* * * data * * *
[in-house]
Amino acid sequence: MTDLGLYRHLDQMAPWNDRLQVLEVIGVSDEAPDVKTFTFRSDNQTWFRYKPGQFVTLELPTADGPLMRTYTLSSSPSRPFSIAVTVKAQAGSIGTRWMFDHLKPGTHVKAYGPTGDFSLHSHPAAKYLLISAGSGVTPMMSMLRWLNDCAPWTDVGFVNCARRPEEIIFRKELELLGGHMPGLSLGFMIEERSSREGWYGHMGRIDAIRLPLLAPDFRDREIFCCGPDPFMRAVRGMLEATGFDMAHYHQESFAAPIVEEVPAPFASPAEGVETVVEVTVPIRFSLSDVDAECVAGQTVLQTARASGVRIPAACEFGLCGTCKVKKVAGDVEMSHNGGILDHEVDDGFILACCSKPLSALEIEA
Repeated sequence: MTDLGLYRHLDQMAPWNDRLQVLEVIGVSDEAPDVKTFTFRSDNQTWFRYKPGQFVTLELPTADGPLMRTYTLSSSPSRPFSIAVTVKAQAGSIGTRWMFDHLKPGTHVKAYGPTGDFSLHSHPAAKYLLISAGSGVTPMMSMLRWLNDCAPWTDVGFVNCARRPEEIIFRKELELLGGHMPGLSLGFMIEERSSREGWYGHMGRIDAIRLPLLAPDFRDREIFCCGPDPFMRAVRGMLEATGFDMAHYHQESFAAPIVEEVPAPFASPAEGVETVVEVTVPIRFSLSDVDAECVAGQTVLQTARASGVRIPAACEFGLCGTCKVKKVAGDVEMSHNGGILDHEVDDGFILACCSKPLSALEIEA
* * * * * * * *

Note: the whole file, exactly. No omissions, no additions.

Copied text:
[in-house]
Amino acid sequence: MTDLGLYRHLDQMAPWNDRLQVLEVIGVSDEAPDVKTFTFRSDNQTWFRYKPGQFVTLELPTADGPLMRTYTLSSSPSRPFSIAVTVKAQAGSIGTRWMFDHLKPGTHVKAYGPTGDFSLHSHPAAKYLLISAGSGVTPMMSMLRWLNDCAPWTDVGFVNCARRPEEIIFRKELELLGGHMPGLSLGFMIEERSSREGWYGHMGRIDAIRLPLLAPDFRDREIFCCGPDPFMRAVRGMLEATGFDMAHYHQESFAAPIVEEVPAPFASPAEGVETVVEVTVPIRFSLSDVDAECVAGQTVLQTARASGVRIPAACEFGLCGTCKVKKVAGDVEMSHNGGILDHEVDDGFILACCSKPLSALEIEA
Repeated sequence: MTDLGLYRHLDQMAPWNDRLQVLEVIGVSDEAPDVKTFTFRSDNQTWFRYKPGQFVTLELPTADGPLMRTYTLSSSPSRPFSIAVTVKAQAGSIGTRWMFDHLKPGTHVKAYGPTGDFSLHSHPAAKYLLISAGSGVTPMMSMLRWLNDCAPWTDVGFVNCARRPEEIIFRKELELLGGHMPGLSLGFMIEERSSREGWYGHMGRIDAIRLPLLAPDFRDREIFCCGPDPFMRAVRGMLEATGFDMAHYHQESFAAPIVEEVPAPFASPAEGVETVVEVTVPIRFSLSDVDAECVAGQTVLQTARASGVRIPAACEFGLCGTCKVKKVAGDVEMSHNGGILDHEVDDGFILACCSKPLSALEIEA